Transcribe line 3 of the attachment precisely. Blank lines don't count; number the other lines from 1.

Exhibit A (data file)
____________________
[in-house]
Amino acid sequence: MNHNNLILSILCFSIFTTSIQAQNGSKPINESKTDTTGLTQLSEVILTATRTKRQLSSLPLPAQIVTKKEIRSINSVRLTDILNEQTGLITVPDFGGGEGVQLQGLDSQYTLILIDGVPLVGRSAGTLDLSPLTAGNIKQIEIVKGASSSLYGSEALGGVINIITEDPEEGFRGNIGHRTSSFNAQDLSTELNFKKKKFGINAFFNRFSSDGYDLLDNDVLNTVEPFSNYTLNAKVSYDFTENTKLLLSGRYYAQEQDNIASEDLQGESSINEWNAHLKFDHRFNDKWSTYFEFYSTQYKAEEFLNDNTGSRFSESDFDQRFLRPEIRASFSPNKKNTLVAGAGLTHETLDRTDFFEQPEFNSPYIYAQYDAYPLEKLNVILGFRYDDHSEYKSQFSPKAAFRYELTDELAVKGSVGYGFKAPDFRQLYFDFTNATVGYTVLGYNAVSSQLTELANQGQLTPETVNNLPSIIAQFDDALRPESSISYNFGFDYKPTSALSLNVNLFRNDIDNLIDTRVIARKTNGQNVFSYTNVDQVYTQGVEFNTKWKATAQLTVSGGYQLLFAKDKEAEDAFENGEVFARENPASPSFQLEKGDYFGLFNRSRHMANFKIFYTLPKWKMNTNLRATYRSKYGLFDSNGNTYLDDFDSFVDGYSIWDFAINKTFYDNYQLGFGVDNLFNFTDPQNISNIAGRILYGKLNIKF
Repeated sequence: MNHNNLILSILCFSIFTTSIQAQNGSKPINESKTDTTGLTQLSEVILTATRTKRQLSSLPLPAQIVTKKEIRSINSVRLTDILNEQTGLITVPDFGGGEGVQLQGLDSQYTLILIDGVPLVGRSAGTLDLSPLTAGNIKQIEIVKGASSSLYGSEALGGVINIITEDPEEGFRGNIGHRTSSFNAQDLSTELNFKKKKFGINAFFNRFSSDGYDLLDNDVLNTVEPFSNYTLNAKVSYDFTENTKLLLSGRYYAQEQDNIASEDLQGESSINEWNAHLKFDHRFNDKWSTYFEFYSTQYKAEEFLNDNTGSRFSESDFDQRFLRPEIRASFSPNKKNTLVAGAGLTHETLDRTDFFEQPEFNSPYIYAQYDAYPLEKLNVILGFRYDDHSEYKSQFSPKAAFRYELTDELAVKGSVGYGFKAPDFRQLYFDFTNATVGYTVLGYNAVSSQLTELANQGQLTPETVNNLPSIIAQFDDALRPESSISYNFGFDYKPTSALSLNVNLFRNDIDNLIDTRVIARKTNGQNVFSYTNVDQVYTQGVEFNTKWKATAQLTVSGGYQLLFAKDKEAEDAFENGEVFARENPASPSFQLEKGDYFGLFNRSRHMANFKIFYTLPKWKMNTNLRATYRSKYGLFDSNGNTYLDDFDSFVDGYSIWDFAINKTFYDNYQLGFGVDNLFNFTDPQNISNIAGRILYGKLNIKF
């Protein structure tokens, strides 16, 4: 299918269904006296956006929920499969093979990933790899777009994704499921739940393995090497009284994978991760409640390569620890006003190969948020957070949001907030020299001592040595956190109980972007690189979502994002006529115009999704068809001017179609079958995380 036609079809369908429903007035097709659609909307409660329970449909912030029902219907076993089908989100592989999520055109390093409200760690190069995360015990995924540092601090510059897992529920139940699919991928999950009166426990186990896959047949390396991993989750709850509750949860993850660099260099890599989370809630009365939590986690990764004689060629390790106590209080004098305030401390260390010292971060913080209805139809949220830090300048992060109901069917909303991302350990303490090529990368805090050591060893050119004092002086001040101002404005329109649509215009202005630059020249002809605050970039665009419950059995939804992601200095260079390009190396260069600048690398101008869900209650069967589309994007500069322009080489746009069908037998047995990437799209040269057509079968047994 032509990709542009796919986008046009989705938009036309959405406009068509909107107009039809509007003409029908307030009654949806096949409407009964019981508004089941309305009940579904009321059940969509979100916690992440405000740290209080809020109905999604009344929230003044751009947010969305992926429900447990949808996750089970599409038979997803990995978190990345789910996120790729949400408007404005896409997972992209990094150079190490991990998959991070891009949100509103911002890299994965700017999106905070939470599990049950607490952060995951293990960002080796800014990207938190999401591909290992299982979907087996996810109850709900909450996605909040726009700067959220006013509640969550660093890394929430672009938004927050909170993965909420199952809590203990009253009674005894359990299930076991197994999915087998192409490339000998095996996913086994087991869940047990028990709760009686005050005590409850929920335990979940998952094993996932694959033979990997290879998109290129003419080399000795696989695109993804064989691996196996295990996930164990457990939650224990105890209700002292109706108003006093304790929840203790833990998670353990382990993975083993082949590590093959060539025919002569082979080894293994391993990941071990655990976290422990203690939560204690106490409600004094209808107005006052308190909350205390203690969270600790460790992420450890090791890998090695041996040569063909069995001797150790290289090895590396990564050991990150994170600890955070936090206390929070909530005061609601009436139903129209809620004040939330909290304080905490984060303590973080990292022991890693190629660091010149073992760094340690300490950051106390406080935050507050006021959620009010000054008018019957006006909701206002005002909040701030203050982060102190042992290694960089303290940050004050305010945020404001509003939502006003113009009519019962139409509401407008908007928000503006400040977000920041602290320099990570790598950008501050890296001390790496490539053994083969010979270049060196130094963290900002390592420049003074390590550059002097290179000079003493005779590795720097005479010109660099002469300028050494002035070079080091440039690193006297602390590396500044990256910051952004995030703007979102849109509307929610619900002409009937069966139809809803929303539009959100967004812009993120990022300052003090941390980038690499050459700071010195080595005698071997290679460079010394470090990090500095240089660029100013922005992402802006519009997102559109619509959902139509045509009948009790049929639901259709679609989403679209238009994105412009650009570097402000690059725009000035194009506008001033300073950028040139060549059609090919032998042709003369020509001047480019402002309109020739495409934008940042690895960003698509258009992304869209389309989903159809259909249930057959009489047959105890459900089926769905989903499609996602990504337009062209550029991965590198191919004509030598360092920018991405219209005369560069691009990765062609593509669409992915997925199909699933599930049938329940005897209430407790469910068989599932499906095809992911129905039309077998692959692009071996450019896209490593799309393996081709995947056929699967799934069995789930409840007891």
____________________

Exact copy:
Repeated sequence: MNHNNLILSILCFSIFTTSIQAQNGSKPINESKTDTTGLTQLSEVILTATRTKRQLSSLPLPAQIVTKKEIRSINSVRLTDILNEQTGLITVPDFGGGEGVQLQGLDSQYTLILIDGVPLVGRSAGTLDLSPLTAGNIKQIEIVKGASSSLYGSEALGGVINIITEDPEEGFRGNIGHRTSSFNAQDLSTELNFKKKKFGINAFFNRFSSDGYDLLDNDVLNTVEPFSNYTLNAKVSYDFTENTKLLLSGRYYAQEQDNIASEDLQGESSINEWNAHLKFDHRFNDKWSTYFEFYSTQYKAEEFLNDNTGSRFSESDFDQRFLRPEIRASFSPNKKNTLVAGAGLTHETLDRTDFFEQPEFNSPYIYAQYDAYPLEKLNVILGFRYDDHSEYKSQFSPKAAFRYELTDELAVKGSVGYGFKAPDFRQLYFDFTNATVGYTVLGYNAVSSQLTELANQGQLTPETVNNLPSIIAQFDDALRPESSISYNFGFDYKPTSALSLNVNLFRNDIDNLIDTRVIARKTNGQNVFSYTNVDQVYTQGVEFNTKWKATAQLTVSGGYQLLFAKDKEAEDAFENGEVFARENPASPSFQLEKGDYFGLFNRSRHMANFKIFYTLPKWKMNTNLRATYRSKYGLFDSNGNTYLDDFDSFVDGYSIWDFAINKTFYDNYQLGFGVDNLFNFTDPQNISNIAGRILYGKLNIKF